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Over the weekend, The Globe and Mail published a list of the Top 10 Canadian Heroes, according to a recent survey commissioned by the Conservative Party of Canada. The survey was compiled for the upcoming 150th anniversary of Confederation, approaching in 2017. This was not a final list of any stretch, but it still provides some insight.

From the top of the list: Pierre Trudeau, Terry Fox, Tommy Douglas, Lester B. Pearson, Chris Hadfield, David Suzuki, Jack Layton, Sir John A MacDonald, Wayne Gretzky, and Romeo Dallaire, figures pivotal as well as…political.

What can we learn from this? Well, if we were total strangers (or foreigners) who looked at this list and did a quick internet search to learn about these figures, here’s what we would probably find.

 

Terry Fox is someone who Canadians actually care about, and a person who has left a meaningful legacy to his nation and mankind. They apparently do a lot of running to honour his legacy, and something about cancer. He shows us that Canadians care a lot about athletics.

Tommy Douglas influenced Canadian healthcare. He was also a eugenicist that vilified “American imperialism.” Maybe the whole “selective breeding to enhance the human race” and healthcare innovation go hand-in-hand. We’d make a nasty comment, but his own statements about forced sterilization of the “sub-normal” are scary enough.

Lester B. Pearson made peacekeeping cool. The Maple Leaf flag is cool too. I guess he cemented Canada’s status of benign meddling in other people’s foreign affairs.

Chris Hadfield is an example of how much Canadians hate each other. We hate people so much that we want to send them to space. They don’t even do anything up there, and we banned that video of him singing. Also, that moustache.

David Suzuki is the token minority who cares about the environment and also has multiple private holdings in Nelson Island and Quadra Island (one of which Sun News claims is co-owned by an oil company). The lesson here is that you can be a self-righteous hypocrite and no one really cares.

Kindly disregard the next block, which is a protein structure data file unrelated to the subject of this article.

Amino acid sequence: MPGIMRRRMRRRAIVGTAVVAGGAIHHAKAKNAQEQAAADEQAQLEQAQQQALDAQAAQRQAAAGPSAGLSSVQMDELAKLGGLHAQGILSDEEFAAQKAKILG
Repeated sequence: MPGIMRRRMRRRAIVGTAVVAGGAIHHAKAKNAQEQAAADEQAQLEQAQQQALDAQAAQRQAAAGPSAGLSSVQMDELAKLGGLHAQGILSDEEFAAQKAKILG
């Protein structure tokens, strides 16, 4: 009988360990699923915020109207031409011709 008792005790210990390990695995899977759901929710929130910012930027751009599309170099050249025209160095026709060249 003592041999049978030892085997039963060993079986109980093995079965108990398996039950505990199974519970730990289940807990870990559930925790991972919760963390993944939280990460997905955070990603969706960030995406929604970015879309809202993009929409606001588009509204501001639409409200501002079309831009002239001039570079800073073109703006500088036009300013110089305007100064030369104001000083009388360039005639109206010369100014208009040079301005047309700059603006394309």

Jack Layton is the federal politician who single-handedly handed the Bloc Quebecois their asses on a silver platter. He was also found at a massage parlour while it was being raided by police searching for underage Asian sex workers. We learned here that no one cares if you cheat on your wife, because family is irrelevant.

Sir John A. MacDonald is probably the only one on this list that can be labeled conservative (even though he was apart of the “Liberal-Conservative” coalition at Confederation). He also got drunk, nearly got into fist-fights in the House of Commons, vomited on stage during a debate, and executed a high-profile Aboriginal figure. Alcoholism is okay kids!

Wayne Gretzky is hockey. Also, Paulina Gretzky. Moral for the foreigner: “yay sports yay.”

Romeo Dallaire is the recently resigned Liberal senator who led the ill-fated UN delegation to Rwanda during the 1994 genocide. He, like Terry Fox, is the only other one on this list that could be called a Canadian hero. The lesson to be learned here is that if you do something moderately good you’ll be enshrined until you die in the Canadian senate.

Pierre Trudeau is that one Prime Minister who slept with a lot of women and married a 22-year old while he was in his 40s. He declared martial law in Quebec and told people to “just watch” how far he would go in arresting people. He went pretty far. Oh, and Fidel Castro was his homie. His placement reminds us that Canada is still a police state.

 

LegacyRon Poling

Legacy
Ron Poling

 

All in all, we’ve learned that there are no female Canadian heroes. Pivotal figures like Wilfrid Laurier, Frederick Banting, Alexander Graham Bell, Nellie McClung, or Margaret Atwood just aren’t heroic enough. The real moral is that if you want Canadians to remember you, don’t do science or provide services. The way ahead is to be a politician or an activist and make some YouTube videos.